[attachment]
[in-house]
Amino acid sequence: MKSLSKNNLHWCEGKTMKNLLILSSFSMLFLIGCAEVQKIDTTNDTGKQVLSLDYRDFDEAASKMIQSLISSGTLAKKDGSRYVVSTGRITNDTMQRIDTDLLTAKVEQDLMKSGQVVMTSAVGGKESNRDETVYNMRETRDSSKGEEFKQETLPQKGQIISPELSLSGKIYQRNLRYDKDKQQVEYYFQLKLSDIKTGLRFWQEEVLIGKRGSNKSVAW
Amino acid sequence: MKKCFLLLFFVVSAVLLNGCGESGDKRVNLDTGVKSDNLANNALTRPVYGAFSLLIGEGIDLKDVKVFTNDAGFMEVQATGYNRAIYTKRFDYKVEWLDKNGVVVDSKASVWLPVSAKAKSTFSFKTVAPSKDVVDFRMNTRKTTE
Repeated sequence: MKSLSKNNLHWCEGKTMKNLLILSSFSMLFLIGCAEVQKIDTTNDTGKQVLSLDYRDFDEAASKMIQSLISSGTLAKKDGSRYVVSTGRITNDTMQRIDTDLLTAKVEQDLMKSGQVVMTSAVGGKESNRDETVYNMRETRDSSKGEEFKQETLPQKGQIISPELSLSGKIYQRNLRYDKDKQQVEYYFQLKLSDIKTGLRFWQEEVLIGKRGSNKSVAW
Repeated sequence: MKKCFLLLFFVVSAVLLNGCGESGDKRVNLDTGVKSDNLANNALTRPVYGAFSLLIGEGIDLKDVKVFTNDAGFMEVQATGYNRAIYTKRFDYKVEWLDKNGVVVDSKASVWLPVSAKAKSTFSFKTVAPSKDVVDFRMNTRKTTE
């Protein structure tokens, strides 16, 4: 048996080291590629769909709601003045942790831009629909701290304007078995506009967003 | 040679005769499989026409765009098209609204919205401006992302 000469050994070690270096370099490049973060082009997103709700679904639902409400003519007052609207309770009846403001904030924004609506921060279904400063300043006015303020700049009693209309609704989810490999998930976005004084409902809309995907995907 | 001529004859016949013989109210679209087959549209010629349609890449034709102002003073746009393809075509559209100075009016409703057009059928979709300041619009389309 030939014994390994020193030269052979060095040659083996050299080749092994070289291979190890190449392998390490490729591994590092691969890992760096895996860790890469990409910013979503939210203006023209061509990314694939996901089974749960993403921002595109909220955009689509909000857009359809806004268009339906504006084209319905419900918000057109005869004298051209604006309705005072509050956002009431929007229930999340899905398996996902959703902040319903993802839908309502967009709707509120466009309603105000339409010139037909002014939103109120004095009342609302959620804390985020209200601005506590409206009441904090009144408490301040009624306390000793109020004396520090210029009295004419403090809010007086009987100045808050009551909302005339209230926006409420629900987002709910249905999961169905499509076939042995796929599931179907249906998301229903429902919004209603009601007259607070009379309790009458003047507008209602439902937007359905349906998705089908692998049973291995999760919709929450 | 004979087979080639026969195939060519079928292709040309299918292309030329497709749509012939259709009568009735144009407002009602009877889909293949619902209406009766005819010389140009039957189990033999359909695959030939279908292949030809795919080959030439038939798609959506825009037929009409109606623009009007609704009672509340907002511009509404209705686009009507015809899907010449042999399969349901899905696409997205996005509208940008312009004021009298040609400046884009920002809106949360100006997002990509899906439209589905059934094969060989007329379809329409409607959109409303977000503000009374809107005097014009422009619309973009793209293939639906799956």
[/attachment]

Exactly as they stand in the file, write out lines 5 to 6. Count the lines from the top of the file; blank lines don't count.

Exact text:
Repeated sequence: MKKCFLLLFFVVSAVLLNGCGESGDKRVNLDTGVKSDNLANNALTRPVYGAFSLLIGEGIDLKDVKVFTNDAGFMEVQATGYNRAIYTKRFDYKVEWLDKNGVVVDSKASVWLPVSAKAKSTFSFKTVAPSKDVVDFRMNTRKTTE
């Protein structure tokens, strides 16, 4: 048996080291590629769909709601003045942790831009629909701290304007078995506009967003 | 040679005769499989026409765009098209609204919205401006992302 000469050994070690270096370099490049973060082009997103709700679904639902409400003519007052609207309770009846403001904030924004609506921060279904400063300043006015303020700049009693209309609704989810490999998930976005004084409902809309995907995907 | 001529004859016949013989109210679209087959549209010629349609890449034709102002003073746009393809075509559209100075009016409703057009059928979709300041619009389309 030939014994390994020193030269052979060095040659083996050299080749092994070289291979190890190449392998390490490729591994590092691969890992760096895996860790890469990409910013979503939210203006023209061509990314694939996901089974749960993403921002595109909220955009689509909000857009359809806004268009339906504006084209319905419900918000057109005869004298051209604006309705005072509050956002009431929007229930999340899905398996996902959703902040319903993802839908309502967009709707509120466009309603105000339409010139037909002014939103109120004095009342609302959620804390985020209200601005506590409206009441904090009144408490301040009624306390000793109020004396520090210029009295004419403090809010007086009987100045808050009551909302005339209230926006409420629900987002709910249905999961169905499509076939042995796929599931179907249906998301229903429902919004209603009601007259607070009379309790009458003047507008209602439902937007359905349906998705089908692998049973291995999760919709929450 | 004979087979080639026969195939060519079928292709040309299918292309030329497709749509012939259709009568009735144009407002009602009877889909293949619902209406009766005819010389140009039957189990033999359909695959030939279908292949030809795919080959030439038939798609959506825009037929009409109606623009009007609704009672509340907002511009509404209705686009009507015809899907010449042999399969349901899905696409997205996005509208940008312009004021009298040609400046884009920002809106949360100006997002990509899906439209589905059934094969060989007329379809329409409607959109409303977000503000009374809107005097014009422009619309973009793209293939639906799956």